Virginia

With 172 institutions of higher learning, it's no wonder Virginia is considered one of the most educated states in the nation. It also happens to be home to the second oldest college in the country, The College of William and Mary. Virginia Tech, a nationally renowned school, is another of its many recognized schools.

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For the fourth year in a row, Virginia ranked highest in the nation for business, according to a national study. This ranking is undoubtedly a reflection of the state's highly educated residents and its overall status.

New Hampshire

Nearly 10% of all residents in New Hampshire have a master's degree. Among the many reasons New Hampshire ranks so highly in terms of education is its status as the home of one of the most prestigious institutions of higher education in the country: Dartmouth.

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Perhaps this is a contributing factor in New Hampshire’s position near the top of the nation (tied with four other states) for the lowest rate of unemployment. Along with Vermont, the state's commitment to learning starts with a College and University Council that contributes to strengthening its system of higher education.

Minnesota

Minnesota has quite a few high-ranking higher education institutions that make it one of the smartest U.S. states. Schools like Carleton College, Macalester College and University of Minnesota attract students from all over the country.

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Another important factor is the state's amazing public school system, which is one of the best in the entire country. Falling right in with its status as one of the top 10 most educated states in the U.S., Minnesota also ranks in the top five states for most inventor patents issued. Considering it takes really smart people to invent things, that says it all.

Utah

Utah has more adults with an associate degree or college experience than all but one other state in the country. On top of that, 92% of Utah’s residents have a high school diploma or equivalent, and the state ranks at number 10 for education overall.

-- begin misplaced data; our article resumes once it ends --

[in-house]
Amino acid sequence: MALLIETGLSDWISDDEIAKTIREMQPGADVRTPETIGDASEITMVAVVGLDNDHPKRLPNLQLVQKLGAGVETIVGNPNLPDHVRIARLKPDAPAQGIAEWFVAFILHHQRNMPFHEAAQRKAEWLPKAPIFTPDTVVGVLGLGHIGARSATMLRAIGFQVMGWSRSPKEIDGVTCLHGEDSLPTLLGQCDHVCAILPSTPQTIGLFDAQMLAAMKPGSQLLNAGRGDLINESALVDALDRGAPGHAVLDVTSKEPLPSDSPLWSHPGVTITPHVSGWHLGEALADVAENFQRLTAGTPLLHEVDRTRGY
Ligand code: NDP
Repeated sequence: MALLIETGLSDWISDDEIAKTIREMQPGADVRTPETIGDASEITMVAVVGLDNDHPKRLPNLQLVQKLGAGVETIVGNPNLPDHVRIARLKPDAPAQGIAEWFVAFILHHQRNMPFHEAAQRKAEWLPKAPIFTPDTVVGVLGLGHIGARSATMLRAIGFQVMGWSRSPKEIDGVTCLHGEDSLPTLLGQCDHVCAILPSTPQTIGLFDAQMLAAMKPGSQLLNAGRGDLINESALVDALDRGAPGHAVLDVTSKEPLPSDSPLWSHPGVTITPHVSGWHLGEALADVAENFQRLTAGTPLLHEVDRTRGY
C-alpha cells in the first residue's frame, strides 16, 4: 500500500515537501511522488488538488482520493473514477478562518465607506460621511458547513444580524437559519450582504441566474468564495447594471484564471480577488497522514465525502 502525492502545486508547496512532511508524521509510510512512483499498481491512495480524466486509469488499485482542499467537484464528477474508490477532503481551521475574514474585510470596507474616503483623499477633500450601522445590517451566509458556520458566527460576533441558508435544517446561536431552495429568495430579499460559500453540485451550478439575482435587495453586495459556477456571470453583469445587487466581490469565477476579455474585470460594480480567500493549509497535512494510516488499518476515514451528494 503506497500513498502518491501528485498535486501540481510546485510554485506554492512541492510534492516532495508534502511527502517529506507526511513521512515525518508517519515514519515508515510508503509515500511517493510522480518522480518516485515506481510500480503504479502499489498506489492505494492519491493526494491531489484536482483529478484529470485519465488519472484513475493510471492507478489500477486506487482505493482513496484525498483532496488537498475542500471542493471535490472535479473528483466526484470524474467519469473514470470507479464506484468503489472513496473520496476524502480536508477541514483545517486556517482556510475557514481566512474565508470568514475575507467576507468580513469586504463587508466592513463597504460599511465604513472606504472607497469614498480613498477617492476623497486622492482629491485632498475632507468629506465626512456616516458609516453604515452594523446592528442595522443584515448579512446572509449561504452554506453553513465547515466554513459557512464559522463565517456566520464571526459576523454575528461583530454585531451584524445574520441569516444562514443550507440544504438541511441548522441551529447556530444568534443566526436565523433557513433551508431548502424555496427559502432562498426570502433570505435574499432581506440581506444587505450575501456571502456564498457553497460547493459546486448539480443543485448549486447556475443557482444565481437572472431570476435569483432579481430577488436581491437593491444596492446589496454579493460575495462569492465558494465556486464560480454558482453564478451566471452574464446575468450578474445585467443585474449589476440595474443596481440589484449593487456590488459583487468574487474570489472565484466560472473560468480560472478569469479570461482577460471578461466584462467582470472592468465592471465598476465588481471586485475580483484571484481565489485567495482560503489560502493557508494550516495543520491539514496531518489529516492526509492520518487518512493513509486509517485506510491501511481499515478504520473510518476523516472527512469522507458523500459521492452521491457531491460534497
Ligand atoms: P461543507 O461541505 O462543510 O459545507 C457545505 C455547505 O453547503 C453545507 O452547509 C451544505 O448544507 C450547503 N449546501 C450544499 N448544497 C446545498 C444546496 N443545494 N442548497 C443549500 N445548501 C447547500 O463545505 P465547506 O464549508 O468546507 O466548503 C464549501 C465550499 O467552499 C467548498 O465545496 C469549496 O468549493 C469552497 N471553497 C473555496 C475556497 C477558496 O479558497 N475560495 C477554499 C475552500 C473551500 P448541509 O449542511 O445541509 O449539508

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Could the state’s status as the "Wall Street of the West," as stated by Goldman Sachs, have something to do with its highly educated residents? It’s probably a good bet. In 2017, Utah's GDP growth was the second highest in the nation, and it’s one of the states with the most startup companies.

Washington

In 2019, Washington was given the amazing title of "best economy" in the nation. In that realm, the state has the highest number of STEM workers in the U.S. and also employs more high-tech workers than most states. Both Microsoft and Amazon call Washington home.

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Coming in at number 10 for states with the most residents with a college education, Washington does well at employing its population in high-quality jobs. With all those intelligent people residing in the state, it's no wonder it was in a four-way tie for first for the number of patents filed every year.

New Jersey

Home to Princeton and Rutgers — two Ivy League colleges established during colonial times — New Jersey has maintained its reputation for top-notch education since the 18th century. Nearly 37% of its adult population over the age of 25 holds a college degree, with almost 16% of them with an advanced degree.

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New Jersey also ranks at number two for the best public schools in the country. The educated residents of the state don't have to worry about finding a job that puts their brains to good use either. Merck, Johnson & Johnson, and Honeywell are all located in New Jersey.

New York

You wouldn't be able to maintain the world's largest stock exchange without ranking as one of the most educated states in the U.S. New York is known for many things, and one of them is its highly qualified and highly educated population.